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Data from: Climatic drivers of latitudinal variation in Late Triassic tetrapod diversity

Cite this dataset

Dunne, Emma et al. (2020). Data from: Climatic drivers of latitudinal variation in Late Triassic tetrapod diversity [Dataset]. Dryad.


The latitudinal biodiversity gradient (LBG), the increase in biodiversity from the poles to the equator, is one of the most widely recognised global macroecological patterns, yet its deep time evolution and drivers remain uncertain. The Late Triassic (237–201 million years ago), a critical interval for the early evolution and radiation of modern tetrapod groups (e.g. crocodylomorphs, dinosaurs, mammaliamorphs), offers a unique opportunity to explore the palaeolatitudinal patterns of tetrapod diversity since it is extensively sampled spatially when compared with other pre-Cenozoic intervals, particularly at lower palaeolatitudes. Here, we explore palaeolatitudinal patterns of Late Triassic tetrapod diversity by applying sampling standardisation to comprehensive occurrence data from the Paleobiology Database. We then use palaeoclimatic model simulations to explore the palaeoclimatic ranges occupied by major tetrapod groups, allowing insight into the influence of palaeoclimate on the palaeolatitudinal distribution of these groups. Our results show that Late Triassic tetrapods generally do not conform to a modern-type LBG; instead, sampling-standardised species richness is highest at mid-palaeolatitudes. In contrast, the richness of pseudosuchians (crocodylians and their relatives) is highest at the palaeoequator, a pattern that is retained throughout their subsequent evolutionary history. Pseudosuchians generally occupied a more restricted range of palaeoclimatic conditions than other tetrapod groups, a condition analogous to modern day reptilian ectotherms, while avemetatarsalians (the archosaur group containing dinosaurs and pterosaurs) exhibit comparatively wider ranges, which is more similar to modern endotherms, such as birds and mammals, suggesting important implications for the evolution of thermal physiology in dinosaurs.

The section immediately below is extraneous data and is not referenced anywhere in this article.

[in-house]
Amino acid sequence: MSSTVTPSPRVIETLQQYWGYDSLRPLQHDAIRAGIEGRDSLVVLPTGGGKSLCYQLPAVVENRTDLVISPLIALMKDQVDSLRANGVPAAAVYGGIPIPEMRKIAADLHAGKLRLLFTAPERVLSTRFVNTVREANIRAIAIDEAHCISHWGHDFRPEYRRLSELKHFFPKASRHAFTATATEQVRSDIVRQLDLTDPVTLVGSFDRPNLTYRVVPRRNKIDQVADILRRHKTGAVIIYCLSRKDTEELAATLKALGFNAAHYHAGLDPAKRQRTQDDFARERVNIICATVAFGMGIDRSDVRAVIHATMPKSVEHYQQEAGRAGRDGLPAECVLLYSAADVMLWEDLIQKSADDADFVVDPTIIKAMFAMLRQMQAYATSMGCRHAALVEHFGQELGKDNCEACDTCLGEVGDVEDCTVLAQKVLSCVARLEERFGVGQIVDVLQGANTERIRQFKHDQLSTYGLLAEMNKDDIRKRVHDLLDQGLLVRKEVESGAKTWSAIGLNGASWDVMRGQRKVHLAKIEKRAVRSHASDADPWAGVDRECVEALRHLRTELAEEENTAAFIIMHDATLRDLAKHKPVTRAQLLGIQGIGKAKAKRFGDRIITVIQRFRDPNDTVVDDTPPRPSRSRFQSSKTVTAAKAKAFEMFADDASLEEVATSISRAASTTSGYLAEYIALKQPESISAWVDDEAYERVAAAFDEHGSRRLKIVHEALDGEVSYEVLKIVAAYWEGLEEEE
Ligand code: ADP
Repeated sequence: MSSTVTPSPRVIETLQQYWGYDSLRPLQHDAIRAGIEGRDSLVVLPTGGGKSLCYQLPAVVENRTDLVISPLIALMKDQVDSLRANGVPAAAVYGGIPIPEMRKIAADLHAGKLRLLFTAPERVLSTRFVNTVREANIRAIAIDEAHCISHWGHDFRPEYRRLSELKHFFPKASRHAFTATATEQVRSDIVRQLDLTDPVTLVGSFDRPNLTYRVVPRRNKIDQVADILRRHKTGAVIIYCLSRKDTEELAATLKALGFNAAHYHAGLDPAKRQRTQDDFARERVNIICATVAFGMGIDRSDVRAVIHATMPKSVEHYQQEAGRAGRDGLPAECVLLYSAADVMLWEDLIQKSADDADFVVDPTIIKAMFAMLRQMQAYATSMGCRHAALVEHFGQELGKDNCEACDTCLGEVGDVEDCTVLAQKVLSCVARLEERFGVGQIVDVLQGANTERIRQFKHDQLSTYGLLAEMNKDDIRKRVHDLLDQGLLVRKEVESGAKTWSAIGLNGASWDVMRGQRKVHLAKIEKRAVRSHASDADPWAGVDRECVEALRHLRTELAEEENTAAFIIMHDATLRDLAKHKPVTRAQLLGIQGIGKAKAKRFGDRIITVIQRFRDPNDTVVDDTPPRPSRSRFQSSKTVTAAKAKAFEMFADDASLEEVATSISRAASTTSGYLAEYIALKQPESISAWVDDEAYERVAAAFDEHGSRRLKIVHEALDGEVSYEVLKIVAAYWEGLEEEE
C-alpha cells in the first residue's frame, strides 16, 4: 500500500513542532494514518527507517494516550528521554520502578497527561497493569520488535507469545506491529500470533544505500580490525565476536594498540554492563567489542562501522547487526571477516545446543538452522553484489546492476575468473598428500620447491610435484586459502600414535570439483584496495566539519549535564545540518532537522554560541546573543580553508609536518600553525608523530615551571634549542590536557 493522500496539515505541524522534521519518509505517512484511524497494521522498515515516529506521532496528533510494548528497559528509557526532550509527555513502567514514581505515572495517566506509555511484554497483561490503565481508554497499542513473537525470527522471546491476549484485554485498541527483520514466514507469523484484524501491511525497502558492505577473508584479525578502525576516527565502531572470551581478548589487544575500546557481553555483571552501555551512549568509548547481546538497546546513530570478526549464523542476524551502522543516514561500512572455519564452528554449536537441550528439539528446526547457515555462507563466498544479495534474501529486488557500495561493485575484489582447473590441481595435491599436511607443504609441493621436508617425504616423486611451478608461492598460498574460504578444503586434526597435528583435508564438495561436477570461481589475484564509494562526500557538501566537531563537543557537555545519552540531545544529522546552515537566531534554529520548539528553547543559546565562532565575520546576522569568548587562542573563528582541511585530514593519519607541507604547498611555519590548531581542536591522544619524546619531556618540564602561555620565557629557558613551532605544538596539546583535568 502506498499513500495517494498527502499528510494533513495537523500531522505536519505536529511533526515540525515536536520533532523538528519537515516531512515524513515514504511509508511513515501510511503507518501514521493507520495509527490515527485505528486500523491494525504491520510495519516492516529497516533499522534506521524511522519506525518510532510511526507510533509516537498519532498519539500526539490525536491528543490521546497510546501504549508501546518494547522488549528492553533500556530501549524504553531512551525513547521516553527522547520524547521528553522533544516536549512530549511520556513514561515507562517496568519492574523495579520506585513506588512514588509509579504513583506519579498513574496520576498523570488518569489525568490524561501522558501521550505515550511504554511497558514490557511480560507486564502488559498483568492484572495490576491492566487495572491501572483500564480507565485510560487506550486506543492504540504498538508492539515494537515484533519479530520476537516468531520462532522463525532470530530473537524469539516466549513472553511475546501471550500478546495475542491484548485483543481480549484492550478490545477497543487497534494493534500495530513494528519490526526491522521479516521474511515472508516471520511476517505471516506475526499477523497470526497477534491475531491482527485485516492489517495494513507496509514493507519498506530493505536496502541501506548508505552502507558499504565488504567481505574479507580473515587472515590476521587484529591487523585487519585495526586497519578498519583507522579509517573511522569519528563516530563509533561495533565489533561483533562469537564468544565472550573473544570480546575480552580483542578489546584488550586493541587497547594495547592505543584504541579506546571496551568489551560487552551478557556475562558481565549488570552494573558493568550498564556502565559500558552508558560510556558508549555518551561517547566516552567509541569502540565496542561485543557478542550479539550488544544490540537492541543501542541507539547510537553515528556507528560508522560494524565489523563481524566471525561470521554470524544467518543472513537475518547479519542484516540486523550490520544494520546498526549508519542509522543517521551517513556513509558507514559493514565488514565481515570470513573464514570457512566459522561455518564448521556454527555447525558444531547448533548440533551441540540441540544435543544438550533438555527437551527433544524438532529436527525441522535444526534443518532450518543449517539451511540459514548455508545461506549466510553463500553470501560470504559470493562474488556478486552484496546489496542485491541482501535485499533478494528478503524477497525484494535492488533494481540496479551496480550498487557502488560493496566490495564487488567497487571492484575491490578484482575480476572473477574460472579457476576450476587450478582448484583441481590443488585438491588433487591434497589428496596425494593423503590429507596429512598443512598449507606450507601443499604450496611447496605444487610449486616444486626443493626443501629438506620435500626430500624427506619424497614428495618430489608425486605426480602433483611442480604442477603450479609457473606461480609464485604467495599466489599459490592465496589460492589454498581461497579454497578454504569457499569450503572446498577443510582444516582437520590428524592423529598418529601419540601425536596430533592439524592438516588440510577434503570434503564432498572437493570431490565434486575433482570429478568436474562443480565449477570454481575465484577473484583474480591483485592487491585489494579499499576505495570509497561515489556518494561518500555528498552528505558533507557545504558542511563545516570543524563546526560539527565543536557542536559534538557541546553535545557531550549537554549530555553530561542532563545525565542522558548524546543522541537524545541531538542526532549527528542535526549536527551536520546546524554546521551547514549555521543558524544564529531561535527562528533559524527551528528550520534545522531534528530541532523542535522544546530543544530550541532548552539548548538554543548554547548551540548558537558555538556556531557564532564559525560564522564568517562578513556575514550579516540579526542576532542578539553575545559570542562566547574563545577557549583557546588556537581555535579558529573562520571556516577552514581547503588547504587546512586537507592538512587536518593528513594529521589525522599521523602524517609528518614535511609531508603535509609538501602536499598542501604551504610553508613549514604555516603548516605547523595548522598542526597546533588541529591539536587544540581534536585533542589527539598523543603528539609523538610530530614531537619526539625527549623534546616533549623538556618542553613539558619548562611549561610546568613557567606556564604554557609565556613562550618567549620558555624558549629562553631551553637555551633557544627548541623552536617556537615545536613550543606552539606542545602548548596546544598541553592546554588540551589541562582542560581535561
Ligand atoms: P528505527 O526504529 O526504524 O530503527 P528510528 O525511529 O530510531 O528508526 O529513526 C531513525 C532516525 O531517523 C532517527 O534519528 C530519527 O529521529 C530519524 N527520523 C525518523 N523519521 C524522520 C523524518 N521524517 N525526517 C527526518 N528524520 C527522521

Usage notes

Supplementary material & data

Additional figures and tables: Supplementary_material.pdf

Data file: Late_Triassic_tetrapod_occurrences_cleaned.csv

Code for 'cleaning' datasets downloaded from the Paleobiology Database such as the one used in this study (cleaning_code.R). This code and example datasets are also available at:


European Research Council, Award: 637483

Leverhulme Trust, Award: RPG‐2019-365

Natural Environment Research Council, Award: NE/I005714/1,NE/I005722/1,NE/L011050/1,NE/P013805/1,NE/P01903X/1